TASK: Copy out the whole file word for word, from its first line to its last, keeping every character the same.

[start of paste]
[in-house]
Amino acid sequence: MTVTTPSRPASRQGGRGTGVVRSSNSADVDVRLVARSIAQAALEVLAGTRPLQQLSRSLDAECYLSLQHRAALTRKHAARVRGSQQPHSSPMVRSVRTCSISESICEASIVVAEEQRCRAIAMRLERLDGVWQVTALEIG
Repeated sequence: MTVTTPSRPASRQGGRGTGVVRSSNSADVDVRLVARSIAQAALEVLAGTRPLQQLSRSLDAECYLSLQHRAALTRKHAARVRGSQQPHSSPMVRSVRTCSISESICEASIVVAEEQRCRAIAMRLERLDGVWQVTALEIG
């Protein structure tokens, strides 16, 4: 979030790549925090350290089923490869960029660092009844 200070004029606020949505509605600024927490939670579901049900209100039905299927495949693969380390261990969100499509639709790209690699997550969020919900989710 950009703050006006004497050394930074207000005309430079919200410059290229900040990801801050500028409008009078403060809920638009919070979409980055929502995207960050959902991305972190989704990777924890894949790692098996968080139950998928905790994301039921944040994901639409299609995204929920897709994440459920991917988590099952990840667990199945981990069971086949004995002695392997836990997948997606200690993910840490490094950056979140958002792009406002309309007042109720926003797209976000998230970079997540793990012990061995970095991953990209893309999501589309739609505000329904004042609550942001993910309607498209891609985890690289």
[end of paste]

[in-house]
Amino acid sequence: MTVTTPSRPASRQGGRGTGVVRSSNSADVDVRLVARSIAQAALEVLAGTRPLQQLSRSLDAECYLSLQHRAALTRKHAARVRGSQQPHSSPMVRSVRTCSISESICEASIVVAEEQRCRAIAMRLERLDGVWQVTALEIG
Repeated sequence: MTVTTPSRPASRQGGRGTGVVRSSNSADVDVRLVARSIAQAALEVLAGTRPLQQLSRSLDAECYLSLQHRAALTRKHAARVRGSQQPHSSPMVRSVRTCSISESICEASIVVAEEQRCRAIAMRLERLDGVWQVTALEIG
């Protein structure tokens, strides 16, 4: 979030790549925090350290089923490869960029660092009844 200070004029606020949505509605600024927490939670579901049900209100039905299927495949693969380390261990969100499509639709790209690699997550969020919900989710 950009703050006006004497050394930074207000005309430079919200410059290229900040990801801050500028409008009078403060809920638009919070979409980055929502995207960050959902991305972190989704990777924890894949790692098996968080139950998928905790994301039921944040994901639409299609995204929920897709994440459920991917988590099952990840667990199945981990069971086949004995002695392997836990997948997606200690993910840490490094950056979140958002792009406002309309007042109720926003797209976000998230970079997540793990012990061995970095991953990209893309999501589309739609505000329904004042609550942001993910309607498209891609985890690289």